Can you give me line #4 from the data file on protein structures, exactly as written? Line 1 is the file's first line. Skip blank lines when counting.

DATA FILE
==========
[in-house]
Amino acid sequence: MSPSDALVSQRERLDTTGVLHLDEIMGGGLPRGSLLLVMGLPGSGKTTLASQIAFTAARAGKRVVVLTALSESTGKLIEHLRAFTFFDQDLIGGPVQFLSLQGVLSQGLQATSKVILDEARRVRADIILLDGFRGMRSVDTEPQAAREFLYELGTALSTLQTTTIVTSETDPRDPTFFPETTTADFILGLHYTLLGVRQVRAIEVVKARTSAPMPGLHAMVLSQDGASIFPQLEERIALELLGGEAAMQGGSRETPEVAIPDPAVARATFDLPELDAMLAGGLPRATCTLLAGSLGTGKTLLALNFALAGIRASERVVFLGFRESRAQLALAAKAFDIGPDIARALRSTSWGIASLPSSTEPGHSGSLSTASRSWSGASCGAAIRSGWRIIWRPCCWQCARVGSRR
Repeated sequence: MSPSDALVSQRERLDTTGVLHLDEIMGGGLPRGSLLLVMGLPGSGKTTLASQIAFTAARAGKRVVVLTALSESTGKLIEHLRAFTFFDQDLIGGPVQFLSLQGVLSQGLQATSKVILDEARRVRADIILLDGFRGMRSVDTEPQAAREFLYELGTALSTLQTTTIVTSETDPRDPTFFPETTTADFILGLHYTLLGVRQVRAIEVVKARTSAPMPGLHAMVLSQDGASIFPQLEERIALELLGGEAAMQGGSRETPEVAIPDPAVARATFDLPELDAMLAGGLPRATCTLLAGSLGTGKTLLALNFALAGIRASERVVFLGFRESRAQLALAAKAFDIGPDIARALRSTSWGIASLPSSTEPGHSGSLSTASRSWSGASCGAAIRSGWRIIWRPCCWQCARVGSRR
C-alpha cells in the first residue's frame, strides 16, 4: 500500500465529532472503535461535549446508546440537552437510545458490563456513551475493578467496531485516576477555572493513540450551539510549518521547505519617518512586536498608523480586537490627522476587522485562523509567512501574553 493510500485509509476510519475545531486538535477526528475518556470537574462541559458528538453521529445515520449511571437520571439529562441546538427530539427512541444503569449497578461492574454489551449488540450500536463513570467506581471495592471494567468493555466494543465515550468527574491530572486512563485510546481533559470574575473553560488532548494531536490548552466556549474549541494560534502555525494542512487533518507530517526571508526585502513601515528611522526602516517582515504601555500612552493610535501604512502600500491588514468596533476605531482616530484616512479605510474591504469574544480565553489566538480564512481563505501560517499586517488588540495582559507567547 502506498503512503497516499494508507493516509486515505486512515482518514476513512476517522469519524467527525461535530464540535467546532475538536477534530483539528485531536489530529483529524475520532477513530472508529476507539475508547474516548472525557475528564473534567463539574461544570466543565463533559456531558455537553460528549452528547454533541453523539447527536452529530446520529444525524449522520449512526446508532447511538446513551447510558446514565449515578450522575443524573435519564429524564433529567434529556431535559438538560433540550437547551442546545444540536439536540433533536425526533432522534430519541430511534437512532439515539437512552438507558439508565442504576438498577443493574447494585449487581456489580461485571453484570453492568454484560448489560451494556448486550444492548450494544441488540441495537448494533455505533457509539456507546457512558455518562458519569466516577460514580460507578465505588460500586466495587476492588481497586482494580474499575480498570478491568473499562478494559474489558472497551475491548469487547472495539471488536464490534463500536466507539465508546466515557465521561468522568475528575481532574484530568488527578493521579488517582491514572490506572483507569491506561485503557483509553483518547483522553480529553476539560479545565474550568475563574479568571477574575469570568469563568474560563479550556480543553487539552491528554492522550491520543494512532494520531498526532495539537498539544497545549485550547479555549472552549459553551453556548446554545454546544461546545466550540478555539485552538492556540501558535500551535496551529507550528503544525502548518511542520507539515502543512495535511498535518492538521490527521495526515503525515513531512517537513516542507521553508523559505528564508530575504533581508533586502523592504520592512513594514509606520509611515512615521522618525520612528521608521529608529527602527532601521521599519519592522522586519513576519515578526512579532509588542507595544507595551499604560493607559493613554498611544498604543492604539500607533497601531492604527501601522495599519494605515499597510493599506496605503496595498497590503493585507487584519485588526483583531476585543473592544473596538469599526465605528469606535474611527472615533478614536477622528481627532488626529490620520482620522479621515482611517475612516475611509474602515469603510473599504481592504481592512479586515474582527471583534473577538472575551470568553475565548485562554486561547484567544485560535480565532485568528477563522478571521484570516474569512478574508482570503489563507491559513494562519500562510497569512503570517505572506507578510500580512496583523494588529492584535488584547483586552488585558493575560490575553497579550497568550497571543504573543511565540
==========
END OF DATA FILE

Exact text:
C-alpha cells in the first residue's frame, strides 16, 4: 500500500465529532472503535461535549446508546440537552437510545458490563456513551475493578467496531485516576477555572493513540450551539510549518521547505519617518512586536498608523480586537490627522476587522485562523509567512501574553 493510500485509509476510519475545531486538535477526528475518556470537574462541559458528538453521529445515520449511571437520571439529562441546538427530539427512541444503569449497578461492574454489551449488540450500536463513570467506581471495592471494567468493555466494543465515550468527574491530572486512563485510546481533559470574575473553560488532548494531536490548552466556549474549541494560534502555525494542512487533518507530517526571508526585502513601515528611522526602516517582515504601555500612552493610535501604512502600500491588514468596533476605531482616530484616512479605510474591504469574544480565553489566538480564512481563505501560517499586517488588540495582559507567547 502506498503512503497516499494508507493516509486515505486512515482518514476513512476517522469519524467527525461535530464540535467546532475538536477534530483539528485531536489530529483529524475520532477513530472508529476507539475508547474516548472525557475528564473534567463539574461544570466543565463533559456531558455537553460528549452528547454533541453523539447527536452529530446520529444525524449522520449512526446508532447511538446513551447510558446514565449515578450522575443524573435519564429524564433529567434529556431535559438538560433540550437547551442546545444540536439536540433533536425526533432522534430519541430511534437512532439515539437512552438507558439508565442504576438498577443493574447494585449487581456489580461485571453484570453492568454484560448489560451494556448486550444492548450494544441488540441495537448494533455505533457509539456507546457512558455518562458519569466516577460514580460507578465505588460500586466495587476492588481497586482494580474499575480498570478491568473499562478494559474489558472497551475491548469487547472495539471488536464490534463500536466507539465508546466515557465521561468522568475528575481532574484530568488527578493521579488517582491514572490506572483507569491506561485503557483509553483518547483522553480529553476539560479545565474550568475563574479568571477574575469570568469563568474560563479550556480543553487539552491528554492522550491520543494512532494520531498526532495539537498539544497545549485550547479555549472552549459553551453556548446554545454546544461546545466550540478555539485552538492556540501558535500551535496551529507550528503544525502548518511542520507539515502543512495535511498535518492538521490527521495526515503525515513531512517537513516542507521553508523559505528564508530575504533581508533586502523592504520592512513594514509606520509611515512615521522618525520612528521608521529608529527602527532601521521599519519592522522586519513576519515578526512579532509588542507595544507595551499604560493607559493613554498611544498604543492604539500607533497601531492604527501601522495599519494605515499597510493599506496605503496595498497590503493585507487584519485588526483583531476585543473592544473596538469599526465605528469606535474611527472615533478614536477622528481627532488626529490620520482620522479621515482611517475612516475611509474602515469603510473599504481592504481592512479586515474582527471583534473577538472575551470568553475565548485562554486561547484567544485560535480565532485568528477563522478571521484570516474569512478574508482570503489563507491559513494562519500562510497569512503570517505572506507578510500580512496583523494588529492584535488584547483586552488585558493575560490575553497579550497568550497571543504573543511565540